The WHATWG Living Standard should be considered authoritative. It is constantly worked on by a large community of contributors, including all browser vendors. No browser vendors implement according to W3C HTML; for some such as Firefox and Chrome this is a matter of publicly stated policy.

The WHATWG Living Standard is constantly receiving bug fixes and new features. For more information on this model of spec development, which more closely matches modern software development practices, see What does “Living Standard” mean?.

Unfortunately, the W3C sometimes copies and pastes our work onto their own website, and puts their own logo on it, and changes the names of the editors, and such. They do this for a variety of reasons, one of the largest of which is face-saving for the sake of their paying member companies (example of them stating this). What’s worse, they like to release “versions” (like HTML “5.0”, “5.1”, etc.) which are just outdated versions missing modern bug fixes and features that clog up search result pages, causing confusion like this very question. We are currently tracking the confusion caused by these forks, of which HTML is only one.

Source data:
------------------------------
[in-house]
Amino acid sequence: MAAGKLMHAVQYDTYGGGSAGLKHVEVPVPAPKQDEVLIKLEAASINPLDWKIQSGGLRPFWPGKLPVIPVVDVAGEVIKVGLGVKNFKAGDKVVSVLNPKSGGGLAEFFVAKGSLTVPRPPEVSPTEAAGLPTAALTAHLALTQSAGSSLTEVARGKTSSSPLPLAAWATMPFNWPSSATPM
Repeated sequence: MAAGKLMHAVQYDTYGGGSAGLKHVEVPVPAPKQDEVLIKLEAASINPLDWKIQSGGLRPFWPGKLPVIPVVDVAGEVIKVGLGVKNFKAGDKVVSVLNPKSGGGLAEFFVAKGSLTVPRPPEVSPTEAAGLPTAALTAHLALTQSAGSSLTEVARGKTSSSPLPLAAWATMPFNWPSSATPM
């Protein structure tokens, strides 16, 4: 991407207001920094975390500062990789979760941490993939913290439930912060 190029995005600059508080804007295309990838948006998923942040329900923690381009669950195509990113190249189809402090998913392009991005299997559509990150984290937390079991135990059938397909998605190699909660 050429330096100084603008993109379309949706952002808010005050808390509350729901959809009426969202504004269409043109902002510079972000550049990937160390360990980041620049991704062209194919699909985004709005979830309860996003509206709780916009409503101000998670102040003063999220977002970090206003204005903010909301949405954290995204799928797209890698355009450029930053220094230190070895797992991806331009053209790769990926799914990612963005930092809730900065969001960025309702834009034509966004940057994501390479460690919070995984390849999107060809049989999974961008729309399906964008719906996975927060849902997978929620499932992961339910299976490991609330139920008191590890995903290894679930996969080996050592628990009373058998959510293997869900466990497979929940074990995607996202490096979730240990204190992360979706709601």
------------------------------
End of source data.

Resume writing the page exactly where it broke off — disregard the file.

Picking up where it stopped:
You can track their progress on the copy-and-paste job in their issue tracker or in commits such as this one. It’s a fun game to spot the bugs they introduce while doing this copy-and-paste job, as they generally does not read or understand the content they are copying, leading to widespread errors and inconsistencies.

Questions:
Answers:

When in doubt, try to match the behavior of actual browsers. That’s all that actually matters.

In general, WHATWG is probably more current than W3C, though it may include more things that browsers don’t support (yet).

You can think of W3C as taking snapshots of WHATWG at given points in time, stabilizing them, and then hardening them, never to be changed.

  • W3C HTML5 was finalized 28 October 2014.
  • W3C HTML5.1 was finalized 1 November 2016.
  • W3C HTML5.2 is currently in its “First Working Draft” and probably won’t be finalized until 2019.